His defiance to the order that was approved last summer by the LA County Board of Supervisors brought a rebuke from Janice Hahn, one of the panel’s five members who unanimously backed the policy.
“He is putting both his deputies and the public they come face-to-face with every day at unnecessary risk,” she said in a statement. “What we need from the sheriff right now is leadership, for once.”
Vaccine mandates are rolling out nationwide for government employees and many cities are clashing with first responder unions over the requirements. About 9,000 New York City municipal workers — including 34 officers — were put on unpaid leave for refusing to comply with a COVID-19 vaccine mandate that took effect Monday.
Tens of thousands of tourists and staff were tested at Shanghai Disneyland on Sunday, according to state media, after a person who had recently visited the park tested positive for Covid. Photo: Chinatopix/Associated Press
Russia set yet another one-day record death toll of 1,189, Radio Free Europe reported, amid a surge in cases blamed by the authorities on a low vaccination rate that has forced the imposition of a nationwide workplace shutdown.
It was the third record number of fatalities in four days. Authorities also reported 40,443 new cases in the last 24 hours.
In Peru, interior minister Luis Barranzuela has resigned after reports that he held a Halloween party at his home and violated COVID rules, AFP reported. The South American country has been hit hard by the pandemic, which has caused more than 200,000 deaths, the world’s highest per capital rate, according to AFP data.
German Health Minister Jens Spahn said Wednesday some regions in the country are running out of ICU beds as the country suffers a “massive” pandemic of the unvaccinated, AFP reported separately.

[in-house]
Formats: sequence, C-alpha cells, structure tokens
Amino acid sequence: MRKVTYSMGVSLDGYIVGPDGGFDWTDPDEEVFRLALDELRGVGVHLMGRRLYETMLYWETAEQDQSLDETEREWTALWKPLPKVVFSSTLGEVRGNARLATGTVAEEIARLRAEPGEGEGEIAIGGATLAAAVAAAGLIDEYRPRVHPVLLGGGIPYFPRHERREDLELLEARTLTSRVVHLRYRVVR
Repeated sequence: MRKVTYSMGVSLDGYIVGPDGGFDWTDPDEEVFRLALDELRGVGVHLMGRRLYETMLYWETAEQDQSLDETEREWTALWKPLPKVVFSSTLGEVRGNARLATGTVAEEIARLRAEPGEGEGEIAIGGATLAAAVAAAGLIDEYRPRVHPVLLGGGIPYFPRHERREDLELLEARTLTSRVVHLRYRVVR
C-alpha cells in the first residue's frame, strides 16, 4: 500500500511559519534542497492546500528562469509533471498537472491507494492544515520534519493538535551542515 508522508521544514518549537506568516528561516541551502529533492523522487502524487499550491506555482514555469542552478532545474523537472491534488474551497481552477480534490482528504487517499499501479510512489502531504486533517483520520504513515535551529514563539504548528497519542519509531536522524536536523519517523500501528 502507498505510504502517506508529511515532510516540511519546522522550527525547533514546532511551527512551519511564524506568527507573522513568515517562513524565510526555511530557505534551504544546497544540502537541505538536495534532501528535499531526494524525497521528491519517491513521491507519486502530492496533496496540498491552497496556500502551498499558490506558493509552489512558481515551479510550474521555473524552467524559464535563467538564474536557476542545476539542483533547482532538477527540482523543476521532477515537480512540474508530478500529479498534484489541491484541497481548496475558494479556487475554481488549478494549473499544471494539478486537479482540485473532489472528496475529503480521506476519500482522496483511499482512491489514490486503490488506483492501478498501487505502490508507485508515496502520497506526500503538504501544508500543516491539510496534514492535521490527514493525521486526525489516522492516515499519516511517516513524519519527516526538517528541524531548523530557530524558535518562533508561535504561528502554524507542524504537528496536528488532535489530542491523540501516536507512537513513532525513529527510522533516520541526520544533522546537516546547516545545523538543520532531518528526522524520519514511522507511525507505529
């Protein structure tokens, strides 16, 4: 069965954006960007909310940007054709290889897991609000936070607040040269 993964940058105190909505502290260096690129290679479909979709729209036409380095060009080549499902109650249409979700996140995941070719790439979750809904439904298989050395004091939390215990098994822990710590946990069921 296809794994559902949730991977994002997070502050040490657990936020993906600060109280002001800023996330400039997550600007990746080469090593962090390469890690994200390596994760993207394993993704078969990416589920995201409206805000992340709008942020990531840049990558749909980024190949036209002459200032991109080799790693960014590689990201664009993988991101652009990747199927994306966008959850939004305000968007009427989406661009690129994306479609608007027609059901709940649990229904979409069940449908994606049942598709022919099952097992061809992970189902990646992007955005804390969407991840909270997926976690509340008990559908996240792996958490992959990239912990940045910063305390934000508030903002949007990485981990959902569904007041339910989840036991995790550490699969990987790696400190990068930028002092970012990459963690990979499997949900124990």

Germany, Europe’s most populous country with some 83 million people, has been grappling with a fourth wave of Covid-19 cases in recent weeks that has seen the seven-day incidence rate hit highs not seen since May.
Videos shared online show crowds of people at airports across the country after American Airlines canceled hundreds of flights over the weekend due to bad weather and staff shortages. Screenshot: WSOC-TV via AP
The global tally for the coronavirus-borne illness climbed above 247.7 million on Wednesday, while the death toll edged above 5 million, according to data aggregated by Johns Hopkins University.
The U.S. continues to lead the world with a total of 46.2 million cases and 748,814 deaths.
India is second by cases after the U.S. at 34.3 million and has suffered 459,191 deaths. Brazil has second highest death toll at 608,071 and 21.8 million cases.
In Europe, Russia has the most fatalities at 237,619 deaths, followed by the U.K. at 141,390.
China, where the virus was first discovered late in 2019, has had 109,859 confirmed cases and 4,809 deaths, according to its official numbers, which are widely held to be massively understated.